Grading New Hampshire’s Parity


It’s been a decade since President George W. Bush signed the Mental Health Parity and Addiction Equity Act into law, signaling a need for regulations surrounding the role insurance companies play in the delivery of mental health services to a state’s residents.

More commonly known as the Federal Parity Law, the legislation requires insurers to cover illnesses connected to the brain (depression or addiction, for example) with equal restrictiveness to those associated with the body (such as diabetes or cancer). The law was intended to keep pace with the growing body of research and work connected to the importance of maintaining proper mental health coverage in our communities across the country. Since most state residents gain access to mental health care through their insurance carrier this law is a crucial instrument in place to make sure insurance companies honor this aspect of one’s overall health plan.

What does this mean in real practice? Since most seeking mental health help gain affordable access through their insurance carriers, it’s important that these companies reflect equity in providing coverage for both “body” and “brain” illnesses and reimburse providers for their participation in their coverage. If insurers don’t provide adequate reimbursement, providers drop out and those seeking help have to increasingly go “out of network”, a move which can become increasingly more costly until they stop trying to get help at all. This completely goes against the purpose of the Federal Parity Law.

A report published by Milliman in December of 2017 offers an in-depth look at state compliance of this law using three years of data and for many states, the news isn’t good. How do states fail to meet parity standards prescribed by this law? Here are some of the most common practices:

  • Insurer requires the patient to pay a separate deductible or higher co-pays for mental health-related services.
  • Insurers set limits on how many days one can stay at a treatment facility or how many times they can see a treatment provider, such as a counselor or other mental health professional.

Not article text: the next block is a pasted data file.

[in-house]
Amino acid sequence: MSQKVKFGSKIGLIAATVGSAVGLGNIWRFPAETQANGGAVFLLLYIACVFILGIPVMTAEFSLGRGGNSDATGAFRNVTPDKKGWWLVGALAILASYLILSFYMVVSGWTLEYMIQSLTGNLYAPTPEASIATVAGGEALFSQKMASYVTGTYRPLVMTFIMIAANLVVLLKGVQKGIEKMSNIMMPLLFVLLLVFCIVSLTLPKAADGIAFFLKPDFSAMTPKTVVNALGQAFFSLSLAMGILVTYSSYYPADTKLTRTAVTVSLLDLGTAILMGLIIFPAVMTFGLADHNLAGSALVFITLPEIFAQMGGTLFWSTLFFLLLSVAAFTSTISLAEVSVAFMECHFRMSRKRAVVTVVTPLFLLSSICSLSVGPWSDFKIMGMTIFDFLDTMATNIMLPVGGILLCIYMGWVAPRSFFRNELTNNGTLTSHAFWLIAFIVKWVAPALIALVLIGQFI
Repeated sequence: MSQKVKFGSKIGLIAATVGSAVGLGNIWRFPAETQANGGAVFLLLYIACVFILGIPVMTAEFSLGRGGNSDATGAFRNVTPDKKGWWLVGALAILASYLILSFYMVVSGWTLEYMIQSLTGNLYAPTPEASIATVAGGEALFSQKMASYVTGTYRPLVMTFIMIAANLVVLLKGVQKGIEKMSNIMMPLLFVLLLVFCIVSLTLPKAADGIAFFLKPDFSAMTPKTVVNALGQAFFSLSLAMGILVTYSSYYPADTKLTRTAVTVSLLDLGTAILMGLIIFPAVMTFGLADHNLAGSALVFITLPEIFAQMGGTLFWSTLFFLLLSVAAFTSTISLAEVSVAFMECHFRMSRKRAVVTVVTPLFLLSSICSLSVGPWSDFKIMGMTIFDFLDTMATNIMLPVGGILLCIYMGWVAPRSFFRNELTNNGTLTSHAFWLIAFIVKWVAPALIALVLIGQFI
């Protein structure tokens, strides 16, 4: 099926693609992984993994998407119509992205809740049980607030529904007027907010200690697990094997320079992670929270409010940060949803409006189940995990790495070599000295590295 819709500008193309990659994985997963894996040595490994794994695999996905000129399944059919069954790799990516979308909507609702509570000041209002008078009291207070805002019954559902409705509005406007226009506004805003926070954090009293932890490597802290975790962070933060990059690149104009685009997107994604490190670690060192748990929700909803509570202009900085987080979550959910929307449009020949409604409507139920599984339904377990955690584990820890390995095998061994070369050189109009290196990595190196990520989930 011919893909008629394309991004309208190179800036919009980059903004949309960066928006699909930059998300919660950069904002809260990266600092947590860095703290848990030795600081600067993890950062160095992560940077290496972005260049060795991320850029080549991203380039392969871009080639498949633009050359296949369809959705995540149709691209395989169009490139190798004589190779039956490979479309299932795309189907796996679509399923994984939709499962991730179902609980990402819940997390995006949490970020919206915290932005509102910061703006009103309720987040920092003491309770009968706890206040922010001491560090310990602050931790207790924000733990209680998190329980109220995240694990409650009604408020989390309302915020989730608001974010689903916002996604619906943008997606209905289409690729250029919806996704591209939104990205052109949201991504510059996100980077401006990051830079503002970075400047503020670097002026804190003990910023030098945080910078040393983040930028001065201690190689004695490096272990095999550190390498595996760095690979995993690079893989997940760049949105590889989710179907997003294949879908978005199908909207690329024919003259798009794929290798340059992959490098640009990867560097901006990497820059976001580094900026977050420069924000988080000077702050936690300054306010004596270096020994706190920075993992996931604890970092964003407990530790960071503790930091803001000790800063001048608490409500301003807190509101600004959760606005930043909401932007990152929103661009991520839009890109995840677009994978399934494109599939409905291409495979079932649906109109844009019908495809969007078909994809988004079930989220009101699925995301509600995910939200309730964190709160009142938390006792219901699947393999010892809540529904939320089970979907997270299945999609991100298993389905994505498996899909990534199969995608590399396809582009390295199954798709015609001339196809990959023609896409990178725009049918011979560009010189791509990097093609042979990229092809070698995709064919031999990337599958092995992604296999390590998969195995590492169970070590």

• Insurer charges more for medication for behavioral treatment.
  • Insurer requires patient to get permission before starting mental health treatment program.
  • Insurer forces patient to seek cheaper treatment than the recommended program by a doctor.
  • Insurer refuses to pay for treatment recommended by a doctor.
  • Insurer refuses to pay for treatment provided outside patient’s state or region.

These practices can significantly reduce or eliminate access for a resident seeking important mental health treatment, further adding to the already growing set of mental health challenges currently faced by those living in states across the country.

New Hampshire earned a “C” in this study (71 out of 100 points), indicating that while the state hasn’t ignored the insurance component in mental health care access for its residents, there is much work to be done to most effectively comply with federal law.

Among the main findings and recommendations concerning New Hampshire in the report:

  • Over one in five NH residents have a mental illness (national average: 1 in 6).
  • Approximately one in nine NH residents have no insurance coverage for their mental illness (national average: 1 in 7).
  • Over one in 12 NH youth have a mental illness (national average: 1 in 12).
  • One in 22 NH youth have no private insurance coverage for mental illness (national average: 1 in 13).
  • 58 percent of NH residents have insurance coverage through their employer (national average: 49%).

The report recommended that New Hampshire address the following areas to improve its overall rating:

  • Define more clearly what constitutes mental health and addiction conditions.
  • Define more clearly how mental health and addiction conditions are covered.
  • Provide clearer guidelines on how compliance with this federal law is monitored and enforced.

Young people in New Hampshire suffer from mental illness in slightly higher rates than those in other states and for most of these kids, the only help they receive is through insurance providers, companies tasked with providing equity for various conditions, mental health related included. The Federal Parity Law was implemented to keep this crucial help available through the most common instrument available to the state’s young people–insurance companies.

There are things you can do if you have questions. Reach out to your insurance company for more information on this law and your insurer’s compliance with its components. If you want to research further, visit this Parity Registry for more information regarding a wide range of issues connected with this law.

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